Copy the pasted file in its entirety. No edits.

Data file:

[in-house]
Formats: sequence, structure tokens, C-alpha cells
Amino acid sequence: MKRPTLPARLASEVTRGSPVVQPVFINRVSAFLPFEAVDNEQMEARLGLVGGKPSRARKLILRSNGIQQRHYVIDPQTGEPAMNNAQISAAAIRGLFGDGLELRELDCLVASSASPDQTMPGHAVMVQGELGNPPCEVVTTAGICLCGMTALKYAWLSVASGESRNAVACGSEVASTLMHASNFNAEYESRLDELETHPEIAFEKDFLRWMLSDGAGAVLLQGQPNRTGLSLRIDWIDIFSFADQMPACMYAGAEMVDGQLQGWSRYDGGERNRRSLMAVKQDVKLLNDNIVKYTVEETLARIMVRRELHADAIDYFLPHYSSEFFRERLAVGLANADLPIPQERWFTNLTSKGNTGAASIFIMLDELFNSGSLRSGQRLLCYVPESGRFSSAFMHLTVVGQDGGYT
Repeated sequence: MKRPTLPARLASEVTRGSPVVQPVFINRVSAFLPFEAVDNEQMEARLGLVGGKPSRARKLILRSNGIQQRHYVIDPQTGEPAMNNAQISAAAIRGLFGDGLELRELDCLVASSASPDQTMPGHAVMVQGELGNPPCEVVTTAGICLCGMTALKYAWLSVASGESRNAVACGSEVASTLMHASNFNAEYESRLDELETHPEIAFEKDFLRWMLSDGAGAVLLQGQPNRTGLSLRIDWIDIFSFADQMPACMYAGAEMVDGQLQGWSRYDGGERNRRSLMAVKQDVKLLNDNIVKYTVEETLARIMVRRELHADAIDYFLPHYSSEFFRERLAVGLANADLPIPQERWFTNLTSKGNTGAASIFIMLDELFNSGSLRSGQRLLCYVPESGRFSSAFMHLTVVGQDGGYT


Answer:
[in-house]
Formats: sequence, structure tokens, C-alpha cells
Amino acid sequence: MKRPTLPARLASEVTRGSPVVQPVFINRVSAFLPFEAVDNEQMEARLGLVGGKPSRARKLILRSNGIQQRHYVIDPQTGEPAMNNAQISAAAIRGLFGDGLELRELDCLVASSASPDQTMPGHAVMVQGELGNPPCEVVTTAGICLCGMTALKYAWLSVASGESRNAVACGSEVASTLMHASNFNAEYESRLDELETHPEIAFEKDFLRWMLSDGAGAVLLQGQPNRTGLSLRIDWIDIFSFADQMPACMYAGAEMVDGQLQGWSRYDGGERNRRSLMAVKQDVKLLNDNIVKYTVEETLARIMVRRELHADAIDYFLPHYSSEFFRERLAVGLANADLPIPQERWFTNLTSKGNTGAASIFIMLDELFNSGSLRSGQRLLCYVPESGRFSSAFMHLTVVGQDGGYT
Repeated sequence: MKRPTLPARLASEVTRGSPVVQPVFINRVSAFLPFEAVDNEQMEARLGLVGGKPSRARKLILRSNGIQQRHYVIDPQTGEPAMNNAQISAAAIRGLFGDGLELRELDCLVASSASPDQTMPGHAVMVQGELGNPPCEVVTTAGICLCGMTALKYAWLSVASGESRNAVACGSEVASTLMHASNFNAEYESRLDELETHPEIAFEKDFLRWMLSDGAGAVLLQGQPNRTGLSLRIDWIDIFSFADQMPACMYAGAEMVDGQLQGWSRYDGGERNRRSLMAVKQDVKLLNDNIVKYTVEETLARIMVRRELHADAIDYFLPHYSSEFFRERLAVGLANADLPIPQERWFTNLTSKGNTGAASIFIMLDELFNSGSLRSGQRLLCYVPESGRFSSAFMHLTVVGQDGGYT